In October 1994 Trish Stoker took the school football team, with staff, parents and City officials, to Essen to play against German teams. This visit to Essen, Sunderland’s twin city in Germany, launched our international journey.
During 1996-7 our pupils worked with French pupils from Verviers to develop a French language course called Muzzy. In 1997 pupils also took part in the War Child project, which focused on children in areas of conflict.
The new millennium marked an important development when our school entered its first Comenius partnership. Comenius projects are managed by the British Council and funded by the European Union to bring together schools from across Europe. Our school has been in three projects, two of which it coordinated. These are ‘New Friends’ (2000-3), ‘Friends Across Europe’ (2003-6) and ‘Music Joins Nations’ (2006-9). Our partner schools were in the Czech Republic, Finland, Italy, Norway, Poland and Spain.
In 2009 we entered a different partnership with schools in Syria. This was also a British Council managed project and was called Connecting Classrooms. It was very successful but once the civil war began in Syria contact was lost.
In addition to British Council projects our school has had many other links with other countries. In July-September 2001 there was ‘Entente Florale’ when Sunderland Council invited our pupils to sing in French at a prestigious European event in the Civic Centre.
During 2003-4 the school participated in an Arts Council project called ‘Creative Partnerships’. As part of this project, which was to develop creative and cultural education, staff visited Spain and the USA and pupils sang and danced in Durham.
A famous national restaurateur, Das Sreedharan, worked with pupils and staff during 2006-7 to inform them about life and food in Kerala, India. One day his team of chefs came in and prepared lunch for the whole school.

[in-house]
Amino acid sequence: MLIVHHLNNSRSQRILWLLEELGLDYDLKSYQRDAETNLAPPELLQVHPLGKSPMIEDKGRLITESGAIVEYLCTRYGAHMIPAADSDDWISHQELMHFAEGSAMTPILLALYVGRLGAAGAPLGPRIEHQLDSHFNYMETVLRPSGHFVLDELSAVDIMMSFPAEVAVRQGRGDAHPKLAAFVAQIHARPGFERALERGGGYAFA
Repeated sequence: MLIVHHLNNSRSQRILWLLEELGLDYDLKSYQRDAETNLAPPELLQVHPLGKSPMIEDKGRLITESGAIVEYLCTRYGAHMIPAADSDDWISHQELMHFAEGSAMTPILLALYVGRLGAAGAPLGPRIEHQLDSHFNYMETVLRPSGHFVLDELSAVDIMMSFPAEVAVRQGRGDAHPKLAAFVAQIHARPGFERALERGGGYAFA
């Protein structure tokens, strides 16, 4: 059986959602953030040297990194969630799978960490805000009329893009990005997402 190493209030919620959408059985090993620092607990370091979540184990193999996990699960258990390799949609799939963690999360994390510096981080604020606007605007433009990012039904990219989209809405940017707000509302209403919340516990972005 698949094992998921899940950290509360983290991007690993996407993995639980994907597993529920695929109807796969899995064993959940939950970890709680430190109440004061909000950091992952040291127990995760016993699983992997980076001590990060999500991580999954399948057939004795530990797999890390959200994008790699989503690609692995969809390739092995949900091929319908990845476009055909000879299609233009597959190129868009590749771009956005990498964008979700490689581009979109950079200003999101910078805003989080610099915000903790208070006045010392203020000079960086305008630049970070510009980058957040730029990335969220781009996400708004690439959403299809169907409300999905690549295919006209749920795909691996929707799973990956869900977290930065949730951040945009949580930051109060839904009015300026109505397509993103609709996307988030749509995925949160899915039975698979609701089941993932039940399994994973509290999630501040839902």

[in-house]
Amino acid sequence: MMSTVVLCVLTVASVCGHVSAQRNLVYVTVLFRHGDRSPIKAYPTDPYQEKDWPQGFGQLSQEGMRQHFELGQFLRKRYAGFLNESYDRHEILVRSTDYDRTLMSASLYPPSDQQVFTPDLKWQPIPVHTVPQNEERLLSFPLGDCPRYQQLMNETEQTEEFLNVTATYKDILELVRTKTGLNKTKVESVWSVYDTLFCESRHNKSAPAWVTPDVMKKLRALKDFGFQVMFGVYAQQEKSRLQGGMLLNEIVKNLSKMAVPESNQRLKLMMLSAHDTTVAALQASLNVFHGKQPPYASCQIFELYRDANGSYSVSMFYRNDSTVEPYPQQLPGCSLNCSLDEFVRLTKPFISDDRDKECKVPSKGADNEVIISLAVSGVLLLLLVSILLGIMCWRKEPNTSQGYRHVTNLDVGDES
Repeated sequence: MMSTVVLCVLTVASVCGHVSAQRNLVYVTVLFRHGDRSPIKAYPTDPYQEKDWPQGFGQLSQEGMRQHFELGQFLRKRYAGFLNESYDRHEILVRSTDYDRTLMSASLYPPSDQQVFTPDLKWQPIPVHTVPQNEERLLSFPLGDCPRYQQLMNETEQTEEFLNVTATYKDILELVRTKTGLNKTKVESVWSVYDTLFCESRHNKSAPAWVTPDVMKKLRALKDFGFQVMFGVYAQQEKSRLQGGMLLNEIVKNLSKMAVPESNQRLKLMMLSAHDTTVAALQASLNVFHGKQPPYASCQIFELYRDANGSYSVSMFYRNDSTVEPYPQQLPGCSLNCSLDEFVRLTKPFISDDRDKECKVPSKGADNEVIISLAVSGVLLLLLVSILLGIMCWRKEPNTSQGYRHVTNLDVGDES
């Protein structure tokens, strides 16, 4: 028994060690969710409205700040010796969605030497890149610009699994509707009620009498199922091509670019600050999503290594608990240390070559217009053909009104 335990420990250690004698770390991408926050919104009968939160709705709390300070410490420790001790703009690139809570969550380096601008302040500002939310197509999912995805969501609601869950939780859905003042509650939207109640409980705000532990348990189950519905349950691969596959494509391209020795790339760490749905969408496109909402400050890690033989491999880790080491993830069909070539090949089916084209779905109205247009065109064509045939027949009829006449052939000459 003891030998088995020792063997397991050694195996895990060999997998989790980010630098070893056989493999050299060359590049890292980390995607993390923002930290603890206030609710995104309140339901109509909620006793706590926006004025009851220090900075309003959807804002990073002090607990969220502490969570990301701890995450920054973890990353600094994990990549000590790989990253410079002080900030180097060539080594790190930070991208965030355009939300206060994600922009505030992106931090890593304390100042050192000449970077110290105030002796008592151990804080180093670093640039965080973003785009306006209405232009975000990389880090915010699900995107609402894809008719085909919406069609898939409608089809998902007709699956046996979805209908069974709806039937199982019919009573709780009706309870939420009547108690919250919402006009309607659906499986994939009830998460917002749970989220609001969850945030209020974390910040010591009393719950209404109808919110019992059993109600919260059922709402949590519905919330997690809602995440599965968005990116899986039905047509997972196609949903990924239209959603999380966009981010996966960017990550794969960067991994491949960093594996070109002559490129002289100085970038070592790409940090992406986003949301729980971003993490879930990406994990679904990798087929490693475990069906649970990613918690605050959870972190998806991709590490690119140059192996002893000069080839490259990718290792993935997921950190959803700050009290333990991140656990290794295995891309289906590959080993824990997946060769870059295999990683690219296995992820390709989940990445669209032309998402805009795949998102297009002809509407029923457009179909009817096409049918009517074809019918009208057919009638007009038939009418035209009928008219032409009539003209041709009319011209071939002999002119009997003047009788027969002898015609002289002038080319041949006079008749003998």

Another project focusing on troubled areas of the world was ‘No Strings’. It used puppets to get over the message to children about the dangers of land mines in Afghanistan.
Groups of trainee teachers from Malta visited our school a number of times during 2005-8 to learn about our pastoral system and community links.
Pupil participation is of primary importance and their international work has been carried into most curriculum areas, from art and music to mathematics and ICT. Each year various festivals, including Diwali and Chinese New Year, are celebrated by pupils.
Extra-curricular clubs have
played an important role in our international work. Pupils have exchanged emails and letters with friends abroad. One group, which was supported by a parent, linked up with a school in Milwaukee, USA.
Four pupils visited Finland in 2003 to meet email friends. In 2006 their Finnish friends came to Sunderland. In June 2006 six pupils visited Norway to take part in activities with pupils from our Comenius partnership schools in the Czech Republic and Norway.
Every year our school organises an important lantern festival called ‘Catch the Light’. Large lanterns are made in school by pupils, parents and members of the community and then carried in an evening procession around the area. In 2005 Italian teachers were in the procession. Then, in April 2008 two Norwegian colleagues came to school to learn how to make the lanterns. In December 2008 their school organised its own lantern procession. Finally, in 2009 visitors from Syria attended a lantern making session in school.
There have been many visitors over the years including Chinese students at Sunderland University and Japanese students at Durham University, who taught pupils about their cultures. Language Assistants from Denmark, Italy, Spain and France have spent longer periods in school teaching our pupils.
Since 2000 over 25 of our staff, including teachers, teaching assistants and office staff have visited schools in Europe. On a number of occasions they taught pupils in the schools. In addition to visits to our Comenius partners staff have been to Canada and France through TIPD (Teachers International Professional Development).
Southwick Community Primary School has received a number of awards for its international work. The first was in 1997 with the School in Europe Award from the Central Bureau in London.
The most prestigious awards, however, have been the four full International School Awards (ISAs) from the British Council in 2003, 2006, 2009 and 2012. Our school is one of only a handful of schools and colleges in the UK to have had four ISAs. We are planning for our 5th ISA in 2015.